Once you get used to working with biaxial blends, you will be able to read the percentage directly from the triangular chart.

This biaxial blend was based on only 21 variations. Out of these only 6 were blendings of all three mixtures; the rest were simply line blends involving only two mixtures. A larger biaxial blend system would produce more intermixing of all three materials, but also a lot of extra work. However, you could use a system with 10 steps on each side as shown in Fig. 12.3.3.B, but leaving out the line blends A-B, A-C and B-C, and only blend the 36 tests in the center of the triangle.

12.3.4. KEEPING RECORDS

The key to experimenting with glazes is keeping accurate records and labeling them in such a way that the actual tests can be compared with your notebook.

As mentioned above, it is best to write the entire recipe on the test tile itself, along with the date of testing. This is possible with a simple test like adding coloring oxides to your basic glaze. For more complicated tests and line blend or biaxial blend tests, you will have to rely on the test number on the tile. Mark the date, the number and, if you do more than one test a day, add a serial number. In your notebook, the date and recipe are also written.

Make it a habit to take notes of the fired results immediately after unloading the kiln. Write down firing conditions, location of test tile in the kiln, and your impression of the glaze. Is it well melted, running, pinholes or tendency to crawl? Use a whole sheet of paper for each test or test series. Finally write down your conclusion like "make I kg test batch", "test again with 5% increase of clay". You could make a standard record form like the one in Fig. 12.3.4.B.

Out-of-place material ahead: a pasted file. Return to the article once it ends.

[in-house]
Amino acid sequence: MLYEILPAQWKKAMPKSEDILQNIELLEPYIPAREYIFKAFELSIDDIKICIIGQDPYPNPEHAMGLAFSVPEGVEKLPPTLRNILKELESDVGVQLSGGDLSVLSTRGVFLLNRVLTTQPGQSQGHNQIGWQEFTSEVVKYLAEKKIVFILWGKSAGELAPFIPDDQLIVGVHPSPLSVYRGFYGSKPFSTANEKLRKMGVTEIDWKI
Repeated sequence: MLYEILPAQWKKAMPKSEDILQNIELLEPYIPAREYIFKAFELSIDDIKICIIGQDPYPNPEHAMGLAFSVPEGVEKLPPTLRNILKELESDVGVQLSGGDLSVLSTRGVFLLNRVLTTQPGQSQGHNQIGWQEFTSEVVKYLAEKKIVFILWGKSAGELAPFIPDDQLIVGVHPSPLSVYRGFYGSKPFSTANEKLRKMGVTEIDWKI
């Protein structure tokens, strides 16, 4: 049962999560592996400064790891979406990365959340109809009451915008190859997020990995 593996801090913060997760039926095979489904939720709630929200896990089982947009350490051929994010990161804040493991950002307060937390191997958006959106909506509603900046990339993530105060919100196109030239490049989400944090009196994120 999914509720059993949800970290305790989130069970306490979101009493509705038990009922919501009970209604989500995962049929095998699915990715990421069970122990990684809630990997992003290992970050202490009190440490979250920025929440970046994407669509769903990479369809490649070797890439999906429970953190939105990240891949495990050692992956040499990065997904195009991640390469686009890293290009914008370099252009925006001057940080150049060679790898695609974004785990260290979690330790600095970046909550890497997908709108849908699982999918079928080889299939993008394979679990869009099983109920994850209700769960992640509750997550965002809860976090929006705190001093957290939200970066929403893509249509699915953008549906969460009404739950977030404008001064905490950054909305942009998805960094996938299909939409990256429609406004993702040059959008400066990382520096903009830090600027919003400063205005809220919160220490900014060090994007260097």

Testing is costly and the records help you to avoid unnecessary tests. When planning your next test, first take a look at your earlier results and compare them with your notes. When deciding which materials to add or which to decrease you may check with the oxide list below (page 122). As long as you work with one particular problem or line of research keep the test tiles close by for easy reference. Once you have finished the research you can store all the tests together by hanging them on a string in chronological order.


Figure 12.3.4.B Example of glaze test record form.

12.4. Developing a base glaze

The first step in developing a new glaze is to develop a base glaze, which is simply the combination of materials that melts at the desired temperature (without addition of colorants). Here, we describe an approach to making base glazes without knowing anything about the chemical composition of the materials.

Since all glazes require flux, stabilizer and glass former, these three materials are the starting point. There are a large number of fluxes available (divided into primary and secondary' fluxes), but the stabilizer is usually china clay (kaolin) and the glass former is usually quartz (silica). The main differences are between low temperature and high temperature glazes. Below only the main materials (not chemicals) are mentioned. This list is a rough guide only.

Low temperature (900-1100°C)

Low temperature glazes require more flux and stronger flux than high temperature ones.

- primary flux:

red lead, white lead, borax or boric acid, soda ash, gerstley borate (calcium borate), or most often frit (either lead, borax, or lead borosilicate).

- secondary flux:

zinc oxide, barium carbonate, limestone, marble dust, talc.

- stabilizer:

china clay or other clay.

- glass former:

quartz, window glass powder.

High temperature (1100-1300°C)

- primary flux:

feldspar, nepheline syenite, fusible clay, wood ash.